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Monroe Mann – How I Finally Became a Ruby on Rails Coder After Ten Years of Struggle!

Dive: Coder - Rails
Description: Knows how to code using Rails
Level: Level 1
Level Requirements: Can code using Rails at a basic level
Certified On: May 7, 2019

Editor’s Note: On all dive certifications, we try to edit the writing as little as possible to preserve authenticity, personality, and writing style. We typically fix spelling errors, but minimally modify grammar and sentence structure (just enough to ensure readability).

Monroe Mann

Name: Monroe Mann Break Diving Level: Level 1 Number of Certified Dives: 14 From: United States In: United States

1. When and Why Did You Decide to Pursue This Dive At This Level? What was your inspiration and motivation?

I don’t remember where I first read about Ruby on Rails, but I believe that it was shortly after I returned from my deployment to Iraq with the US Army in late 2005.  Something about it appealed to me, so I bought a book and began to study it.

2. How Long Did It Take For You To Accomplish This Dive At This Level From The Day You Decided To Pursue It, And Why Did It Take That Long?

Oh man, it took me over a decade.  And the full story about how I got into coding is on the main Break Diving blog.  But short story about RoR: It took me that long because for me, just learning how to code using a book didn’t work.  It was only after I joined the now defunct Firehose Project RoR coding bootcamp that I really finally learned the basics.  I struggled numerous times with numerous books from 2005 – 2017, and I never got far. It was thanks to Firehose that I finally learned how to code in Ruby on Rails.

Was I an expert? No. I wasn’t even good. But I was good enough to begin coding the foundation for the Break Diving community site that I really hope you’ll become a part of! Note: if you’d like to start coding yourself, please join our FREE partnership program with App Academy.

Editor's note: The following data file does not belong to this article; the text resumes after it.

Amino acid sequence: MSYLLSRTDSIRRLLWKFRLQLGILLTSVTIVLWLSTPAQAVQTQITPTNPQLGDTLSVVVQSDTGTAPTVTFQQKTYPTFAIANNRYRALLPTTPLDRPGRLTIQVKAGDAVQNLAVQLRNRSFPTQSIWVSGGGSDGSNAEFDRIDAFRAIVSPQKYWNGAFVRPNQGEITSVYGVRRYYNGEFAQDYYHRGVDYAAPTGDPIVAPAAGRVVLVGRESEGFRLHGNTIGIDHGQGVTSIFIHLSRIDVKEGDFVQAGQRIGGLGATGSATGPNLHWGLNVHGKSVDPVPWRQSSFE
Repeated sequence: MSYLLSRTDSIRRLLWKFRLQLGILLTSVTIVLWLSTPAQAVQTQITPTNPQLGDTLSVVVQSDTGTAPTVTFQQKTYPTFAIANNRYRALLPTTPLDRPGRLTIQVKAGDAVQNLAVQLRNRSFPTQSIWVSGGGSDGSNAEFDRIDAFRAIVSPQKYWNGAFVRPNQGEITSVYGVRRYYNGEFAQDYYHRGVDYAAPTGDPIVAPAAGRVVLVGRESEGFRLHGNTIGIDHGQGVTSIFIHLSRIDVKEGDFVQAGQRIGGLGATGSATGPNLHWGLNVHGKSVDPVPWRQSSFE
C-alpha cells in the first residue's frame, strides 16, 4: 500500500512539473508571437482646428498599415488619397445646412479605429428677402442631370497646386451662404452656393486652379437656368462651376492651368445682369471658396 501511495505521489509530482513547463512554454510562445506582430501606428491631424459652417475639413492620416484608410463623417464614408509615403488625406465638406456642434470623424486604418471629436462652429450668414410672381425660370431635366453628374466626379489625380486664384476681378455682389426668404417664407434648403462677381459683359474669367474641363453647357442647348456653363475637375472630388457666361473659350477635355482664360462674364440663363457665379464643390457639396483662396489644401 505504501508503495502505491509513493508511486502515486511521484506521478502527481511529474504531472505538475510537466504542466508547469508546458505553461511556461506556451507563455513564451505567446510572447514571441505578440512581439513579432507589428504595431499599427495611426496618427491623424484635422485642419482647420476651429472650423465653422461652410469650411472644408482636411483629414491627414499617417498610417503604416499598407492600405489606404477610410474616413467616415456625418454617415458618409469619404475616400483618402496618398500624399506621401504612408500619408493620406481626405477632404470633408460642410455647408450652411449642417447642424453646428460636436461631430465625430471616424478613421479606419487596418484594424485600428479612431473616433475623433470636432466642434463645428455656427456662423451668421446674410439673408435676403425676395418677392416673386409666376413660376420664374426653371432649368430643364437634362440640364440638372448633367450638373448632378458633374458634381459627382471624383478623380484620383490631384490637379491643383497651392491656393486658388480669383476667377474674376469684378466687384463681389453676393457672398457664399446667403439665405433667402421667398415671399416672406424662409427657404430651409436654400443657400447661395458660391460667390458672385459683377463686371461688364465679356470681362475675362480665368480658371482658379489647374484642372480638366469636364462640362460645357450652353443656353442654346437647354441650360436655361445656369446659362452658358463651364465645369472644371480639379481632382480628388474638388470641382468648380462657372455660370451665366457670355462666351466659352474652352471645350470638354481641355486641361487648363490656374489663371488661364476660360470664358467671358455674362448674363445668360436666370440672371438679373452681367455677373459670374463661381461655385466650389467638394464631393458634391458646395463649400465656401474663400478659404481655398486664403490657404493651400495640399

3. What Was The Hardest Part About Achieving This Particular Dive Level?

Coding is one of the most humbling adventures you can go on.  When you can’t figure something out, you feel like an idiot. No matter how much you may have accomplished prior, nothing makes you question your intelligence and capacity to solve a problem like a coding bug or a difficult coding concept.  It’s for this reason that it took me so long to learn the basics: with a book, if you don’t understand something or get stuck, that’s it, you’re stuck. If you don’t have someone to help you figure it out, you get discouraged, and may give up.  It’s for this reason that I joined the bootcamp–to have those shoulders to cry on and stand on as I learned to code.  It’s also why I created the Break Diving community: to provide that support for coding dreams (and in fact, for all dreams) that I didn’t have back in 2005 when I started learning Ruby on Rails all by myself.

4. What Was The Easiest Part About Achieving This Particular Dive Level?

The easiest part: it’s so much fun.  And the feeling you get when something you built works, or when you solve a pesky bug, BOOM!  You feel like you just won the lottery. There are times when I figure out a bug or get a new feature to work that I jump out of my chair, fist in the wait, screaming, “VICTORY!    Woo hoo!”, and end up jumping around the house for ten minutes. The thrill of coding victory more than makes up for that terrible (and frequent) agony of coding defeat. The key however is not getting discouraged initially so you never get to experience that thrill of coding victory.  Once you feel it once, you’ll never turn back again.

5. What Is Your Advice For Someone Who Is Pursuing This Dive And Level?